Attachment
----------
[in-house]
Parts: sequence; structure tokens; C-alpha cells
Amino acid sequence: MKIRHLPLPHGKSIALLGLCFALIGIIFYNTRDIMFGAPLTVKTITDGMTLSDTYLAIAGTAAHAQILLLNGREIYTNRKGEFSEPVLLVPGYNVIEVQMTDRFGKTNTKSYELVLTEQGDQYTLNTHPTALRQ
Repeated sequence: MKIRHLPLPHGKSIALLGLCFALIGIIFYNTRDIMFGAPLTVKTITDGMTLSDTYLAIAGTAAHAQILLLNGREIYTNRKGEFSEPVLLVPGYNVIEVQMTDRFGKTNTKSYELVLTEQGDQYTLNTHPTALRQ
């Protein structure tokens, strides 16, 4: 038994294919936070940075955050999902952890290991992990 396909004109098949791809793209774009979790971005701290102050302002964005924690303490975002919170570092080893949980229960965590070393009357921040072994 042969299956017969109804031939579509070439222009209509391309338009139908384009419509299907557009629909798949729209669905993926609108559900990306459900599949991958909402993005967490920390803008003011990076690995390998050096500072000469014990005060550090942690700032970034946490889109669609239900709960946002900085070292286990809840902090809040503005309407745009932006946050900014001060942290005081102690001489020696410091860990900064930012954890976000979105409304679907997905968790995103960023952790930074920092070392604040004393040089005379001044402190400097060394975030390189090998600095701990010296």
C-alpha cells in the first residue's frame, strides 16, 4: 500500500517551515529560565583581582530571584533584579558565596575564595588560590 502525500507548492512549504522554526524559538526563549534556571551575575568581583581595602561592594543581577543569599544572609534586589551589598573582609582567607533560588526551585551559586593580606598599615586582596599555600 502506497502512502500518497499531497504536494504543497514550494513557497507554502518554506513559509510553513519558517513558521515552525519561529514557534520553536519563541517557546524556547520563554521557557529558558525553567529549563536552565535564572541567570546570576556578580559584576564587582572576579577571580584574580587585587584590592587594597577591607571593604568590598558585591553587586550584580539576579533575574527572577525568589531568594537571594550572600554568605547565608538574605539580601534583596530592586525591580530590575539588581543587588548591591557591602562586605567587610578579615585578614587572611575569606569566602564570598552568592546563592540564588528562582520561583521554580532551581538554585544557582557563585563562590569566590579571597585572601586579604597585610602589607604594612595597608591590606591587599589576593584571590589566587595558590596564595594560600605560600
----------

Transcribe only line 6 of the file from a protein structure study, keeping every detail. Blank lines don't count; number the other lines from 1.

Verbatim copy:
C-alpha cells in the first residue's frame, strides 16, 4: 500500500517551515529560565583581582530571584533584579558565596575564595588560590 502525500507548492512549504522554526524559538526563549534556571551575575568581583581595602561592594543581577543569599544572609534586589551589598573582609582567607533560588526551585551559586593580606598599615586582596599555600 502506497502512502500518497499531497504536494504543497514550494513557497507554502518554506513559509510553513519558517513558521515552525519561529514557534520553536519563541517557546524556547520563554521557557529558558525553567529549563536552565535564572541567570546570576556578580559584576564587582572576579577571580584574580587585587584590592587594597577591607571593604568590598558585591553587586550584580539576579533575574527572577525568589531568594537571594550572600554568605547565608538574605539580601534583596530592586525591580530590575539588581543587588548591591557591602562586605567587610578579615585578614587572611575569606569566602564570598552568592546563592540564588528562582520561583521554580532551581538554585544557582557563585563562590569566590579571597585572601586579604597585610602589607604594612595597608591590606591587599589576593584571590589566587595558590596564595594560600605560600